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Fighting a New Jersey Drunk Driving Charge

Fighting a New Jersey Drunk Driving ChargeBeing charged with DWI is not the same thing as being convicted. You can fight the charges and win with the help of an experienced attorney.

Here are just a few ways that your lawyer can defend your DWI case:

Bad Weather Conditions – If the cop is using driving behavior or balance issues as evidence against you, you may be able to show that these problems were the result of poor weather, such as slippery roads or visibility issues, rather than intoxication.

Illegal Stop – If the police officer who stopped your car didn’t have legal justification to do so, then any evidence gathered may not be admissible in court. If they don’t have proof, it’s likely they can’t get a conviction.

Subjective Field Sobriety Tests – It’s likely you’re familiar with the 3 common field sobriety tests: balancing on one leg, walking in a straight line and turning, and the eye test, or horizontal gaze nystagmus (HGN). The “results” from these tests are very subjective. In fact, studies sponsored by the government have found that the accuracy isn’t all that great, even when administered properly:

  • Walk-and-turn is only 68% accurate.
  • One-leg stand is only 65% accurate.

And often the tests are not administered properly, making them even less accurate. Issues such as weight, age, and physical limitations can lead an officer to draw incorrect conclusions about someone’s sobriety. In fact, courts in New Jersey have ruled that they cannot be used against someone in court.

Other tests that you may have heard of, such as reciting the alphabet, putting your finger to your nose, or the sway tests, have not been proven to be valid for determining someone’s level of intoxication for similar reasons.

Withholding Evidence – The defense is entitled to receive all the evidence that the prosecution has in its possession. If it hasn’t been provided, your lawyer can file a motion to compel discovery to force the prosecution to comply. If they still fail to do so, then the case against you can be dismissed.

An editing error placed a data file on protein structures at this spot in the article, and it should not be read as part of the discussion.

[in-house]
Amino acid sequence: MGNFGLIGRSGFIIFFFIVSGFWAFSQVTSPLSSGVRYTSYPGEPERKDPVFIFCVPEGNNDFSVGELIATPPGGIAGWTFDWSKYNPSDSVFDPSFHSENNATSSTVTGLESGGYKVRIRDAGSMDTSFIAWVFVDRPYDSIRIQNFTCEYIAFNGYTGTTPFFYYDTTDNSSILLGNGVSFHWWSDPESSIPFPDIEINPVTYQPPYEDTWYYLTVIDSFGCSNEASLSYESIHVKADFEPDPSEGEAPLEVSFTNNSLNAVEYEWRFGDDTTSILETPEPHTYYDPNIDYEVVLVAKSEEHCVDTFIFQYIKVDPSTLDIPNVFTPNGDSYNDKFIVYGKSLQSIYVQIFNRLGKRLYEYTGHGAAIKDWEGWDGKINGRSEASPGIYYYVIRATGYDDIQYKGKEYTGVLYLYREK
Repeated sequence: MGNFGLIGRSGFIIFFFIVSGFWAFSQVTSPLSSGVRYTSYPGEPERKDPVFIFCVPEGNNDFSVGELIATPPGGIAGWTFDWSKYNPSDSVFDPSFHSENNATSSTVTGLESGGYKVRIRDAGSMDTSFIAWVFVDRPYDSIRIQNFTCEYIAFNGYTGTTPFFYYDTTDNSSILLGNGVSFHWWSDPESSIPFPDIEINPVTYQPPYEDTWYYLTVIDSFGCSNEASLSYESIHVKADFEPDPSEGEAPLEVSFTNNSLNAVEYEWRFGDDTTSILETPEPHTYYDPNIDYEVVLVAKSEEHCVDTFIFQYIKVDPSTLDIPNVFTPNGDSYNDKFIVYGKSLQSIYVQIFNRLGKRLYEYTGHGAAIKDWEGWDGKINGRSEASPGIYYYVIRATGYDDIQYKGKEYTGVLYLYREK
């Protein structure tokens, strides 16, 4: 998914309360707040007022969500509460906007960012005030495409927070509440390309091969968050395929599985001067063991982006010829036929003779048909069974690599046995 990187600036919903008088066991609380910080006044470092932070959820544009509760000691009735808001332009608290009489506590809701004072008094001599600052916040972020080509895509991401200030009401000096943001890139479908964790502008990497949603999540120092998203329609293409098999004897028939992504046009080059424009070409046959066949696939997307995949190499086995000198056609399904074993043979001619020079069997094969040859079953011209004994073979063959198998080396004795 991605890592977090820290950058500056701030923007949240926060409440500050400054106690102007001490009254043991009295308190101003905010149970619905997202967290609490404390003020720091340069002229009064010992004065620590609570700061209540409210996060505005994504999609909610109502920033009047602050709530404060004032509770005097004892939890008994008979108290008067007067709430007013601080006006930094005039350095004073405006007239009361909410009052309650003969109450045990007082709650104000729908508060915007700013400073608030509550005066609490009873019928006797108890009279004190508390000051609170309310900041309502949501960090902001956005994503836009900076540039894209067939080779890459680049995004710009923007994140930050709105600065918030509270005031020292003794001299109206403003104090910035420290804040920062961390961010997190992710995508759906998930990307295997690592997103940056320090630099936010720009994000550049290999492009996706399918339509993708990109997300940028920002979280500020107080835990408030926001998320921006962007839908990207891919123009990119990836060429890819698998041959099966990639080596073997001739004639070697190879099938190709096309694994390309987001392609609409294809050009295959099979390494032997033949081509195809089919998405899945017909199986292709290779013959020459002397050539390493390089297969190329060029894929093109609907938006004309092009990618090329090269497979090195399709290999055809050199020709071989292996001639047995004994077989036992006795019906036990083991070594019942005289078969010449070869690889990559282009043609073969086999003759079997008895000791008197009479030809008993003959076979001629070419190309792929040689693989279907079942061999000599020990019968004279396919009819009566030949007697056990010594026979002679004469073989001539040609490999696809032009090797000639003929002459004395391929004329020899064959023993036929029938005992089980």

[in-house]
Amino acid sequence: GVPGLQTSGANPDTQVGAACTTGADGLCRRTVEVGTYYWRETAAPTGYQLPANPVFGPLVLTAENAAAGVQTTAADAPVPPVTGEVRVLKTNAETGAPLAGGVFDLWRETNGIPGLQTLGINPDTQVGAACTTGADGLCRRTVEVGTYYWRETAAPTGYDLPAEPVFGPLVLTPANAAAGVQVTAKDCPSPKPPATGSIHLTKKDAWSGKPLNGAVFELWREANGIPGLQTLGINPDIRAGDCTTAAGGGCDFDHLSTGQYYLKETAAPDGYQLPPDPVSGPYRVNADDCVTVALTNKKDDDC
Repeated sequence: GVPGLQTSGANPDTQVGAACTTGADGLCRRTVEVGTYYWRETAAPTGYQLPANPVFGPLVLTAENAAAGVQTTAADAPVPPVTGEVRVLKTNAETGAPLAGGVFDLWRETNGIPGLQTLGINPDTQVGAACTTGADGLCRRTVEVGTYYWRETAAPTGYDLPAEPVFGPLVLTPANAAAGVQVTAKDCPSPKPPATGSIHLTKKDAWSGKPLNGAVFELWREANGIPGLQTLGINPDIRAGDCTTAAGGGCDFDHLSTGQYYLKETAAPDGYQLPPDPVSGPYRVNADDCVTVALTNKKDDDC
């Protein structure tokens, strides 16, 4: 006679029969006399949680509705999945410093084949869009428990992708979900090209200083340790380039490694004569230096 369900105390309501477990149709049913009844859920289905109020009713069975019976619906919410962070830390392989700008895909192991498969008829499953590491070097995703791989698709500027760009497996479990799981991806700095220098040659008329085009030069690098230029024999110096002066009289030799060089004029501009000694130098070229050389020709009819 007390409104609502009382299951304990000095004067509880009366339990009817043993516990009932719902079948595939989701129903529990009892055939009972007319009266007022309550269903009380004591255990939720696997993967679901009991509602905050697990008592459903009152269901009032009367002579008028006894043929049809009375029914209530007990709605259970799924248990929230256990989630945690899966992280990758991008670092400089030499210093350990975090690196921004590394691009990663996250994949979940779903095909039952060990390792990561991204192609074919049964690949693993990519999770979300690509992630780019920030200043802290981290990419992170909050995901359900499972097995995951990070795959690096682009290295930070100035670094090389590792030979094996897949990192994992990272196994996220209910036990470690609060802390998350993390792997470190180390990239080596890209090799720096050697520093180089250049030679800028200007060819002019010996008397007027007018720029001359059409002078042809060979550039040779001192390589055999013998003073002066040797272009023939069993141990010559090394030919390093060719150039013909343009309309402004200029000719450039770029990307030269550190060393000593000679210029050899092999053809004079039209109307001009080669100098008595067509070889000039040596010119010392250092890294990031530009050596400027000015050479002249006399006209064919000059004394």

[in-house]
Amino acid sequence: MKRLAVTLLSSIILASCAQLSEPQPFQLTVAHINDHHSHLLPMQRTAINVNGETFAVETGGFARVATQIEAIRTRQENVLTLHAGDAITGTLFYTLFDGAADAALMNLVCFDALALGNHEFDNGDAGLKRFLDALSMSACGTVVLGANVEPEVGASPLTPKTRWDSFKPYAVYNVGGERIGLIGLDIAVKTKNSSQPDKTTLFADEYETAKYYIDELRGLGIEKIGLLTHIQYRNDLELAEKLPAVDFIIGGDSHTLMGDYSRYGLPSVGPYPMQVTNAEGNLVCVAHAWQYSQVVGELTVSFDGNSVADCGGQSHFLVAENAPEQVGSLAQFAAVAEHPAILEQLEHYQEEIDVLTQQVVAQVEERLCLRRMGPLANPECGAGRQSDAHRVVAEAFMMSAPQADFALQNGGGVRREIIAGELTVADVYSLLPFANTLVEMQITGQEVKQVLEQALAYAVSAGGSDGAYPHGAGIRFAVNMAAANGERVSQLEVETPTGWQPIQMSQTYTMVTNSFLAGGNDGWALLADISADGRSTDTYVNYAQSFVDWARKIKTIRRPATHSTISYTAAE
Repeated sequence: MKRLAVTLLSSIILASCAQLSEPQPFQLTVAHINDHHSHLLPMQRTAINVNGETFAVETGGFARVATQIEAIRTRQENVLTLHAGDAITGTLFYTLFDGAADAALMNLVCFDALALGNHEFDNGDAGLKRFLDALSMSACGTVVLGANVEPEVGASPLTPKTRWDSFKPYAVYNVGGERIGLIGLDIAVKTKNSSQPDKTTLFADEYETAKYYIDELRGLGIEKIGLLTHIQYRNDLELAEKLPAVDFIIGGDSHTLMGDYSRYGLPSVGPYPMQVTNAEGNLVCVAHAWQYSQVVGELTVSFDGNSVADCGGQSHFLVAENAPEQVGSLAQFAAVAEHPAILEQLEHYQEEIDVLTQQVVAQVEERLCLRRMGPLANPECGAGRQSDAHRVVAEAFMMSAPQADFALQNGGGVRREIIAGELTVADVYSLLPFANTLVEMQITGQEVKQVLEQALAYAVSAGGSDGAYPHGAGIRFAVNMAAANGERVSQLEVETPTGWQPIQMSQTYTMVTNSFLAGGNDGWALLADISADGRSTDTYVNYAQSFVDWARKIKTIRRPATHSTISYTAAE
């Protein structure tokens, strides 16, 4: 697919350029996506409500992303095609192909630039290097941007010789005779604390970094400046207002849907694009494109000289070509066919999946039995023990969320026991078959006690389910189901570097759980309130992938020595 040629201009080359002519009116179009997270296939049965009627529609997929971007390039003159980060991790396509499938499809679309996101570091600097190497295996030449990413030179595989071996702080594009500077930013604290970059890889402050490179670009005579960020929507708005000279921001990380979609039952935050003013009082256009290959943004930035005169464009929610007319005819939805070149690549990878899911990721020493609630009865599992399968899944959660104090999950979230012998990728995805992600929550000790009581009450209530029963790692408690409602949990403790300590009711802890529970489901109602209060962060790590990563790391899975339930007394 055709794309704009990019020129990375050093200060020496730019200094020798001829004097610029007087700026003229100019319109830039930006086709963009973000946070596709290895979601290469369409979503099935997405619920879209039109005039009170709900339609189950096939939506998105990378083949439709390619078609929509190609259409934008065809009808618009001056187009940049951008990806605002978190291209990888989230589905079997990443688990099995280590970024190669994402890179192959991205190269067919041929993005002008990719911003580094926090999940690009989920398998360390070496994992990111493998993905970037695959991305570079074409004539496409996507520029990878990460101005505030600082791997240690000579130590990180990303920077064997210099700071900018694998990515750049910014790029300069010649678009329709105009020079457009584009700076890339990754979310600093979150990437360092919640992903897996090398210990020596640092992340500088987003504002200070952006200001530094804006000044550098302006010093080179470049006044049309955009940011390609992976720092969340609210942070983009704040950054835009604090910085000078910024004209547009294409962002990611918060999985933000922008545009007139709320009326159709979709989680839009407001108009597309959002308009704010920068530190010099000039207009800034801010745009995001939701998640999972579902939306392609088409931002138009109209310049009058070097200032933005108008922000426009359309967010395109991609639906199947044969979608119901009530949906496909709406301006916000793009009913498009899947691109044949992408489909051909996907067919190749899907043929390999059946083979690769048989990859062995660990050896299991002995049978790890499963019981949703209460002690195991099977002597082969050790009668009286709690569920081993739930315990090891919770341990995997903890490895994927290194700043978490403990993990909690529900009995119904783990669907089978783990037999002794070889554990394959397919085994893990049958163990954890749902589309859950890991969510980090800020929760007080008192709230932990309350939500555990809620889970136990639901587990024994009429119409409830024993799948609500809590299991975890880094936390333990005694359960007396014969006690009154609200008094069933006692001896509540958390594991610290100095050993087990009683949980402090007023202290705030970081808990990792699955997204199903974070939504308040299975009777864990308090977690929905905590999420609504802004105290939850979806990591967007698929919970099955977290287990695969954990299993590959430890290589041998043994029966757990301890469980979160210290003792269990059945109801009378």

Conflicting Video Evidence – Does the story on the police report appear different than your memory of the investigation? There may be video recordings of the investigation when you were pulled over or at the police station itself. These records can be used to show that police reports were inaccurate or incomplete and can provide evidence that you were indeed fit to drive.

Failure to Inform – If you’re arrested for suspicion of DUI or DWI, then you are obligated in New Jersey to provide breath samples under the laws of implied consent. Failure to comply will result in penalties, which include the suspension of your driver’s license and fines. But it’s also the police officer’s responsibility to read you the proper implied consent warnings – in their entirety – so that you understand the consequences. If the police officer failed to do so, then the refusal charge may be dismissed entirely.

Lack of Training for Breath Test Operator – Operating a breath testing device requires proper training, which is why the person who performed the test on you must be certified. If he or she does not have a valid certification or perform the test properly, then the results cannot be used against you in court.

Results Tainted by Mouth Alcohol – If you still have alcohol in your mouth from drinking or using something like mouth wash, it can result in a much higher blood alcohol content reading than is accurate. Law enforcement is required to observe you for 20 minutes before taking breath samples to ensure that mouth alcohol/interferents aren’t a factor. If they didn’t do it, the results are often not admissible.

Improper Inspection of Breath Testing Machine – In order to function properly, breath testing machines need to be inspected regularly. If the prosecution cannot show documents proving that it was working correctly, the results of the test may be thrown out.

False Breath Test Results – Many things can cause you to have incorrect results from a breath test, such as using breath sprays, or certain medical conditions like gastroesophageal reflux disease (GERD) and diabetes. A good lawyer will explore all the options to ensure that the results were correct.

Improper Collection of Blood and Urine – There are specific procedures that must be followed to prevent contamination of samples. The prosecution needs to be able to prove custody of samples through the entire process – from collection to testing. If the protocol is not followed precisely, then the results can be questioned.

Unreliable Drug Detection Methods – Not all ways to look for drugs are considered scientifically reliable. A lawyer can investigate to see if the methods used were proper and then challenge them in court.

“Sleep Driving” – Certain sleeping pills have been shown to disrupt sleep cycles and cause people to drive a vehicle without being aware of their actions. If this is the case for you, you can use the information to fight the charges of a DUI in New Jersey.

Read More:

Challenging Police Officer Investigations in DWI Cases

What Are the Consequences of a Conviction for a DUI or DWI?